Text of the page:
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Southern Historical Society Papers, Volume 11. (ed. Reverend J. William Jones) 2 2 Browse Search
Harper's Encyclopedia of United States History (ed. Benson Lossing) 1 1 Browse Search
Thomas Wentworth Higginson, Harvard Memorial Biographies 1 1 Browse Search
Maj. Jed. Hotchkiss, Confederate Military History, a library of Confederate States Military History: Volume 3, Virginia (ed. Clement Anselm Evans) 1 1 Browse Search
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Browsing named entities in Southern Historical Society Papers, Volume 11. (ed. Reverend J. William Jones). You can also browse the collection for Chancellor or search for Chancellor in all documents.

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Southern Historical Society Papers, Volume 11. (ed. Reverend J. William Jones), General Beauregard's report of the battle of Drury's Bluff. (search)
ion, and introduced General Lee, for he had commanded the advance brigade of Rodes's division, which so gloriously opened the battle by crushing Howard's corps. General Lee put into his address a graceful tribute to General O'Neal, which was received with loud applause. At the conclusion of the lecture, General Lee received from some Virginia ladies a beautiful basket of flowers, the basket being made from willows gathered at Chancellorsville, and was warmly greeted by a daughter of Mr. Chancellor, who was in the basement of the Chancellor house up to the time when it took fire. Leaving this beautiful and hospitable city, where it would have been delightful to have remained many days, we went on the next day by the Louisville and Nashville railroad to Mobile, where Judge Price Williams, Jr., President of the Lee Association, and his committee, had done everything for our reception and entertainment, and the success of the lecture. The committee met us at the depot, and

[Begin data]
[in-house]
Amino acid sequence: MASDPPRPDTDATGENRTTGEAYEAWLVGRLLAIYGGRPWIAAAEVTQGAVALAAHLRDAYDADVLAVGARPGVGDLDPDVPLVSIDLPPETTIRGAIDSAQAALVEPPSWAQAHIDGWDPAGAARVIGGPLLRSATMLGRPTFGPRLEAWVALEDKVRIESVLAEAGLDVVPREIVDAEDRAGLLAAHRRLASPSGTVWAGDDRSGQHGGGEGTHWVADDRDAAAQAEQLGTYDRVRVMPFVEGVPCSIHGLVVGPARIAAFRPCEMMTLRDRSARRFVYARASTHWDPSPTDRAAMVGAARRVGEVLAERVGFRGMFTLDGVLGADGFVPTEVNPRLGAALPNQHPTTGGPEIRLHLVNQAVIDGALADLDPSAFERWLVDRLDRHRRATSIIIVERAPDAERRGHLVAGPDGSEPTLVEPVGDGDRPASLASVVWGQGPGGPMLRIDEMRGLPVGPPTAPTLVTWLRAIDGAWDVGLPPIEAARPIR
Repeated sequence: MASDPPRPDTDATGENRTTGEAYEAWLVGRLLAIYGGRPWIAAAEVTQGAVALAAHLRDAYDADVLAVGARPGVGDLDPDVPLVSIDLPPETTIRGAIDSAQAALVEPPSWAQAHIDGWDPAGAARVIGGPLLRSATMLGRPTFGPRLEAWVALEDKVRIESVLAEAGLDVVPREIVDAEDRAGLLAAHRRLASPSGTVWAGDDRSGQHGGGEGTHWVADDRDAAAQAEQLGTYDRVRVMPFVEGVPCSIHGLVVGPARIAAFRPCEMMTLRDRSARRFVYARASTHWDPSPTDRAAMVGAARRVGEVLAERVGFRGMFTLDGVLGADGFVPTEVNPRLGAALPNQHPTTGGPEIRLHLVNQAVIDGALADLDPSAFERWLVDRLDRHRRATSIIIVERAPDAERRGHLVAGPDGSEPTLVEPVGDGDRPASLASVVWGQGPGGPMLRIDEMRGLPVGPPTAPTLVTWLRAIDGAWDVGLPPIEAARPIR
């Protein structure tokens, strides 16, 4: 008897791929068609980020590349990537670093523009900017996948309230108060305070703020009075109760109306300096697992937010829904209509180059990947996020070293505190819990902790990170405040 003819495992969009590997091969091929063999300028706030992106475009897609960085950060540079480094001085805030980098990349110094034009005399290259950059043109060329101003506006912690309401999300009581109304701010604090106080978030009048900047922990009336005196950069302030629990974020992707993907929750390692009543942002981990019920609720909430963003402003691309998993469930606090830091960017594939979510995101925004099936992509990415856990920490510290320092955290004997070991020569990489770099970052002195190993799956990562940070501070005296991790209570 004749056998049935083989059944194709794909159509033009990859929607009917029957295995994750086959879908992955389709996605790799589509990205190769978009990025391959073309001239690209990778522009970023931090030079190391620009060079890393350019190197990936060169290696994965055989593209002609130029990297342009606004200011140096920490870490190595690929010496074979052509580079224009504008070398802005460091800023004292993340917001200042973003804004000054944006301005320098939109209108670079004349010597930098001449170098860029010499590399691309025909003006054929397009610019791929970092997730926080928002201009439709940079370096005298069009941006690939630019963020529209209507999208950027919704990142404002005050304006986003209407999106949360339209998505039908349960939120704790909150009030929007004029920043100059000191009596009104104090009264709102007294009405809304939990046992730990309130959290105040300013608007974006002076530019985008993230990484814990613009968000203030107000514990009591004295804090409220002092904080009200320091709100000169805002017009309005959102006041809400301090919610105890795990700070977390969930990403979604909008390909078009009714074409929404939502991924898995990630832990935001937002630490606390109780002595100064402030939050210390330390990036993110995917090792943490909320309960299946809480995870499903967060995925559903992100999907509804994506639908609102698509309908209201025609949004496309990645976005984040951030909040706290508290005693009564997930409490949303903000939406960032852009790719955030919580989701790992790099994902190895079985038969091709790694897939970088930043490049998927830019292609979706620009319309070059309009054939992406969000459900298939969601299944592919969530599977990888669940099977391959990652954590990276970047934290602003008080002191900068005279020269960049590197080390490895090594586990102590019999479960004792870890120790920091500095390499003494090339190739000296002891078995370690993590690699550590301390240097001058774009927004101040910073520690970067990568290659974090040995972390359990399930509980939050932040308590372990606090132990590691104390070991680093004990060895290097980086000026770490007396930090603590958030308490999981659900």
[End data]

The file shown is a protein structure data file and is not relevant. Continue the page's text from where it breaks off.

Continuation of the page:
Southern Historical Society Papers, Volume 11. (ed. Reverend J. William Jones), Editorial Paragraphs. (search)
ion, and introduced General Lee, for he had commanded the advance brigade of Rodes's division, which so gloriously opened the battle by crushing Howard's corps. General Lee put into his address a graceful tribute to General O'Neal, which was received with loud applause. At the conclusion of the lecture, General Lee received from some Virginia ladies a beautiful basket of flowers, the basket being made from willows gathered at Chancellorsville, and was warmly greeted by a daughter of Mr. Chancellor, who was in the basement of the Chancellor house up to the time when it took fire. Leaving this beautiful and hospitable city, where it would have been delightful to have remained many days, we went on the next day by the Louisville and Nashville railroad to Mobile, where Judge Price Williams, Jr., President of the Lee Association, and his committee, had done everything for our reception and entertainment, and the success of the lecture. The committee met us at the depot, and